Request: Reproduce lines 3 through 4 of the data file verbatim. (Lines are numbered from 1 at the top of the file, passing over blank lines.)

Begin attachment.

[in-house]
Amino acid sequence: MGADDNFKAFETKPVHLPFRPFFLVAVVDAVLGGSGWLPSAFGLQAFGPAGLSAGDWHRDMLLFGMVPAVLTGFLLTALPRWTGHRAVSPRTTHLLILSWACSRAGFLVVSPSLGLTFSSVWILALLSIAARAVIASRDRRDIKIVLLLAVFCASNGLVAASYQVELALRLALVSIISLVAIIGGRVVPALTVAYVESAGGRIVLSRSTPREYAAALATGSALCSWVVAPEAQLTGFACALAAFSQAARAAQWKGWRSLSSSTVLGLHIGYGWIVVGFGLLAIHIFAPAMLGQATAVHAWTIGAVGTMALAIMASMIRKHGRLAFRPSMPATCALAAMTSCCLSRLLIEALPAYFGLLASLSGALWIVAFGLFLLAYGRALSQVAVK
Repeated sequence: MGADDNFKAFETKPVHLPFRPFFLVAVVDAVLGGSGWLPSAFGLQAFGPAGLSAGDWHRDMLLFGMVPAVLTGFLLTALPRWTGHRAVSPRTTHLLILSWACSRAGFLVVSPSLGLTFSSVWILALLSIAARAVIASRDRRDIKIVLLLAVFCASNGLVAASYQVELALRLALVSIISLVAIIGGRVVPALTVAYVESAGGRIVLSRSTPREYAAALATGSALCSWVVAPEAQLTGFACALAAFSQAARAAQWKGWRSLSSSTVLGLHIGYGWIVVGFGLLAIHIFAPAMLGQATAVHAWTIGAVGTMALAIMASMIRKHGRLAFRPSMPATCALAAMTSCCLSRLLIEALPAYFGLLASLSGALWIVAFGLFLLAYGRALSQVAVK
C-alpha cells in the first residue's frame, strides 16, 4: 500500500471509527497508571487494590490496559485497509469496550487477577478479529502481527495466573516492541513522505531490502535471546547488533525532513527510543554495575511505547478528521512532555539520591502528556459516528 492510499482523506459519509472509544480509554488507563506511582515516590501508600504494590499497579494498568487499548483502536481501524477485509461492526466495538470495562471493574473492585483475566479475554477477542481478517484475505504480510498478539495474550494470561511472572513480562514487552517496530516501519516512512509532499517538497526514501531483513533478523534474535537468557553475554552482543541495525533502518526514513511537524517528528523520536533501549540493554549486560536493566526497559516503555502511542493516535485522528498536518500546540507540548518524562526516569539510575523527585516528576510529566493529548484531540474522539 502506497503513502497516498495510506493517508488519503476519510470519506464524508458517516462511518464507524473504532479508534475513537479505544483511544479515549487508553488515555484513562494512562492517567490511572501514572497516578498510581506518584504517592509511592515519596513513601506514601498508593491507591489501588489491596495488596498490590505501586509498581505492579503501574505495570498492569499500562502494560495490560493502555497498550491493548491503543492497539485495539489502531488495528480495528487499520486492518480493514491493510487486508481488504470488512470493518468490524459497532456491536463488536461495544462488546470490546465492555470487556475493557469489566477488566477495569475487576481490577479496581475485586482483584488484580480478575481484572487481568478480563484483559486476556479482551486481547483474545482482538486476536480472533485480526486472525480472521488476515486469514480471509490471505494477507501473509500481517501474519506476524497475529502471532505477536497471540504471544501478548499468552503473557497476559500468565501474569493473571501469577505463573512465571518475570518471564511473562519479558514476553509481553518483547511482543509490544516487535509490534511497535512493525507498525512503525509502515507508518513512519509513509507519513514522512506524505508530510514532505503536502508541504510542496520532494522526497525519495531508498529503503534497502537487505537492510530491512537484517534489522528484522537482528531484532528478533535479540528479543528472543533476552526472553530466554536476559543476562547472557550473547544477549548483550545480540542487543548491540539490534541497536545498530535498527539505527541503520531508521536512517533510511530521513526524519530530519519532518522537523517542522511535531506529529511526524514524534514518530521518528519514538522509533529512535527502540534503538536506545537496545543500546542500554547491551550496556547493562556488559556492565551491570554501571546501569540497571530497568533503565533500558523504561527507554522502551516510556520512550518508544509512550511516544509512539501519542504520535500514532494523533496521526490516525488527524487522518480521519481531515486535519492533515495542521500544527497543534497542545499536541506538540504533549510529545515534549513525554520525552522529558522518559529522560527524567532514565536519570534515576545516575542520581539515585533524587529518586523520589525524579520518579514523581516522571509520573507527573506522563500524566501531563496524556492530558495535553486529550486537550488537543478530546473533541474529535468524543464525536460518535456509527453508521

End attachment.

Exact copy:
Repeated sequence: MGADDNFKAFETKPVHLPFRPFFLVAVVDAVLGGSGWLPSAFGLQAFGPAGLSAGDWHRDMLLFGMVPAVLTGFLLTALPRWTGHRAVSPRTTHLLILSWACSRAGFLVVSPSLGLTFSSVWILALLSIAARAVIASRDRRDIKIVLLLAVFCASNGLVAASYQVELALRLALVSIISLVAIIGGRVVPALTVAYVESAGGRIVLSRSTPREYAAALATGSALCSWVVAPEAQLTGFACALAAFSQAARAAQWKGWRSLSSSTVLGLHIGYGWIVVGFGLLAIHIFAPAMLGQATAVHAWTIGAVGTMALAIMASMIRKHGRLAFRPSMPATCALAAMTSCCLSRLLIEALPAYFGLLASLSGALWIVAFGLFLLAYGRALSQVAVK
C-alpha cells in the first residue's frame, strides 16, 4: 500500500471509527497508571487494590490496559485497509469496550487477577478479529502481527495466573516492541513522505531490502535471546547488533525532513527510543554495575511505547478528521512532555539520591502528556459516528 492510499482523506459519509472509544480509554488507563506511582515516590501508600504494590499497579494498568487499548483502536481501524477485509461492526466495538470495562471493574473492585483475566479475554477477542481478517484475505504480510498478539495474550494470561511472572513480562514487552517496530516501519516512512509532499517538497526514501531483513533478523534474535537468557553475554552482543541495525533502518526514513511537524517528528523520536533501549540493554549486560536493566526497559516503555502511542493516535485522528498536518500546540507540548518524562526516569539510575523527585516528576510529566493529548484531540474522539 502506497503513502497516498495510506493517508488519503476519510470519506464524508458517516462511518464507524473504532479508534475513537479505544483511544479515549487508553488515555484513562494512562492517567490511572501514572497516578498510581506518584504517592509511592515519596513513601506514601498508593491507591489501588489491596495488596498490590505501586509498581505492579503501574505495570498492569499500562502494560495490560493502555497498550491493548491503543492497539485495539489502531488495528480495528487499520486492518480493514491493510487486508481488504470488512470493518468490524459497532456491536463488536461495544462488546470490546465492555470487556475493557469489566477488566477495569475487576481490577479496581475485586482483584488484580480478575481484572487481568478480563484483559486476556479482551486481547483474545482482538486476536480472533485480526486472525480472521488476515486469514480471509490471505494477507501473509500481517501474519506476524497475529502471532505477536497471540504471544501478548499468552503473557497476559500468565501474569493473571501469577505463573512465571518475570518471564511473562519479558514476553509481553518483547511482543509490544516487535509490534511497535512493525507498525512503525509502515507508518513512519509513509507519513514522512506524505508530510514532505503536502508541504510542496520532494522526497525519495531508498529503503534497502537487505537492510530491512537484517534489522528484522537482528531484532528478533535479540528479543528472543533476552526472553530466554536476559543476562547472557550473547544477549548483550545480540542487543548491540539490534541497536545498530535498527539505527541503520531508521536512517533510511530521513526524519530530519519532518522537523517542522511535531506529529511526524514524534514518530521518528519514538522509533529512535527502540534503538536506545537496545543500546542500554547491551550496556547493562556488559556492565551491570554501571546501569540497571530497568533503565533500558523504561527507554522502551516510556520512550518508544509512550511516544509512539501519542504520535500514532494523533496521526490516525488527524487522518480521519481531515486535519492533515495542521500544527497543534497542545499536541506538540504533549510529545515534549513525554520525552522529558522518559529522560527524567532514565536519570534515576545516575542520581539515585533524587529518586523520589525524579520518579514523581516522571509520573507527573506522563500524566501531563496524556492530558495535553486529550486537550488537543478530546473533541474529535468524543464525536460518535456509527453508521